In an age of globalization characterized by the dizzying technologies of the First World, and the social disintegration of the Third, is the concept of utopia still meaningful? Archaeologies of the Future, Jameson’s most substantial work since Postmodernism, Or, the Cultural Logic of Late Capitalism, investigates the development of this form since Thomas More, and interrogates the functions of utopian thinking in a post-Communist age.
In the name of an assault on “totalization” and “identity,” a number of contemporary theorists have been busily washing Marxism's dialectical and utopian projects down the plug-hole of postmodernism and “post-politics.” A case in point is recent interpretation of one of the greatest twentieth-century philosophers, Theodor Adorno. In this powerful book, Fredric Jameson proposes a radically different reading of Adorno's work, especially of his major works on philosophy and aesthetics: Negative Dialectics and Aesthetic Theory.
The legacy of Bertolt Brecht is much contested, whether by those who wish to forget or to vilify his politics, but his stature as the outstanding political playwright and poet of the twentieth century is unforgettably established in this major critical work. Fredric Jameson elegantly dissects the intricate connections between Brecht's drama and politics, demonstrating the way these combined to shape a unique and powerful influence on a profoundly troubled epoch.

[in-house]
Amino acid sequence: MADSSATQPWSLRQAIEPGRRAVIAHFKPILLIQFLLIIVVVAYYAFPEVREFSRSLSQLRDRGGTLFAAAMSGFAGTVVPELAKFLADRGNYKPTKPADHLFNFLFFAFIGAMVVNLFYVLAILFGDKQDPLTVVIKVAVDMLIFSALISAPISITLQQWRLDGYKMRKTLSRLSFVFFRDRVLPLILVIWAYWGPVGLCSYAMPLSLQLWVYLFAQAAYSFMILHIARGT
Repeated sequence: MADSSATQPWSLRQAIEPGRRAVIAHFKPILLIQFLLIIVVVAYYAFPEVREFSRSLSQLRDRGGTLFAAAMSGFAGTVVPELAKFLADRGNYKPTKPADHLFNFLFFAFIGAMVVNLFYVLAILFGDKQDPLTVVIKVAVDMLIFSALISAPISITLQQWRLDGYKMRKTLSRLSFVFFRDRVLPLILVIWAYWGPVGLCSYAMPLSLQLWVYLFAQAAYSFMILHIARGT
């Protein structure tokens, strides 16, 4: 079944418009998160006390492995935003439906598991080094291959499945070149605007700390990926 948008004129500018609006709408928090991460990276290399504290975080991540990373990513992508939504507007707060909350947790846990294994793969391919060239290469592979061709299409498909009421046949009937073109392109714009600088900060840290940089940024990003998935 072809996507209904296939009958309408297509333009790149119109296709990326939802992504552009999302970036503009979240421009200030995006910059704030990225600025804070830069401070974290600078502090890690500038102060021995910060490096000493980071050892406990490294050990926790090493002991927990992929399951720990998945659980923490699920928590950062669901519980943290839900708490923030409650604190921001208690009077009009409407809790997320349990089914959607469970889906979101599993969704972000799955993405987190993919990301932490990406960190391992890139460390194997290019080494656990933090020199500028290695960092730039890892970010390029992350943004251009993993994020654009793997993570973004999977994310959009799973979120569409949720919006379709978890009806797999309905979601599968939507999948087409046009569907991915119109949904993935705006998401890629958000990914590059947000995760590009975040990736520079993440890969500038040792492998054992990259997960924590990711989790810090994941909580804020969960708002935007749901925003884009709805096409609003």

An accessible introduction to the key writings on postmodernism by the influential Marxist critic.
Representing Capital, Fredric Jameson's first book-length engagement with Marx's magnum opus, is a unique work of scholarship that records the progression of Marx's thought as if it were a musical score.
Ideologies of Theory, updated and available for the first time in a single volume, brings together theoretical essays that span Fredric Jameson’s long career as a critic. They chart a body of work suspended by the twin poles of literary scholarship and political history, occupying a space vibrant with the tension between critical exegesis and the Marxist intellectual tradition.